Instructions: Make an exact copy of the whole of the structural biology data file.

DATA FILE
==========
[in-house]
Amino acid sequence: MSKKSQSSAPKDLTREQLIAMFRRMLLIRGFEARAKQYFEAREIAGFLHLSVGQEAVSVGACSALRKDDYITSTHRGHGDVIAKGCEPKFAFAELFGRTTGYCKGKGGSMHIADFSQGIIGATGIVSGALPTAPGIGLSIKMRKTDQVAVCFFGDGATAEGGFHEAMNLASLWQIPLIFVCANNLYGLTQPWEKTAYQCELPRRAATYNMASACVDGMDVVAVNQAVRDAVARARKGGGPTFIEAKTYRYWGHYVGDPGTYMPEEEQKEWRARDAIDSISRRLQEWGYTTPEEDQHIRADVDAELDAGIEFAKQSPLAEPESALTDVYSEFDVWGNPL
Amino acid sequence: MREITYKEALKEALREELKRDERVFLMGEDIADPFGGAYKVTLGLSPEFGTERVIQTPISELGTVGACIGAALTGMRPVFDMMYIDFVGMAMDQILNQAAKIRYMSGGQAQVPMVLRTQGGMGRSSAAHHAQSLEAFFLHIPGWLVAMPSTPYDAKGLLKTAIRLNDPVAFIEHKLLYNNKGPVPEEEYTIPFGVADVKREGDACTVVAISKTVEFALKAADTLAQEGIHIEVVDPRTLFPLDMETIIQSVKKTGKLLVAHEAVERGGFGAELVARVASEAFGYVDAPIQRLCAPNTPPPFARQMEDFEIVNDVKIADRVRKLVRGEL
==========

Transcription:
[in-house]
Amino acid sequence: MSKKSQSSAPKDLTREQLIAMFRRMLLIRGFEARAKQYFEAREIAGFLHLSVGQEAVSVGACSALRKDDYITSTHRGHGDVIAKGCEPKFAFAELFGRTTGYCKGKGGSMHIADFSQGIIGATGIVSGALPTAPGIGLSIKMRKTDQVAVCFFGDGATAEGGFHEAMNLASLWQIPLIFVCANNLYGLTQPWEKTAYQCELPRRAATYNMASACVDGMDVVAVNQAVRDAVARARKGGGPTFIEAKTYRYWGHYVGDPGTYMPEEEQKEWRARDAIDSISRRLQEWGYTTPEEDQHIRADVDAELDAGIEFAKQSPLAEPESALTDVYSEFDVWGNPL
Amino acid sequence: MREITYKEALKEALREELKRDERVFLMGEDIADPFGGAYKVTLGLSPEFGTERVIQTPISELGTVGACIGAALTGMRPVFDMMYIDFVGMAMDQILNQAAKIRYMSGGQAQVPMVLRTQGGMGRSSAAHHAQSLEAFFLHIPGWLVAMPSTPYDAKGLLKTAIRLNDPVAFIEHKLLYNNKGPVPEEEYTIPFGVADVKREGDACTVVAISKTVEFALKAADTLAQEGIHIEVVDPRTLFPLDMETIIQSVKKTGKLLVAHEAVERGGFGAELVARVASEAFGYVDAPIQRLCAPNTPPPFARQMEDFEIVNDVKIADRVRKLVRGEL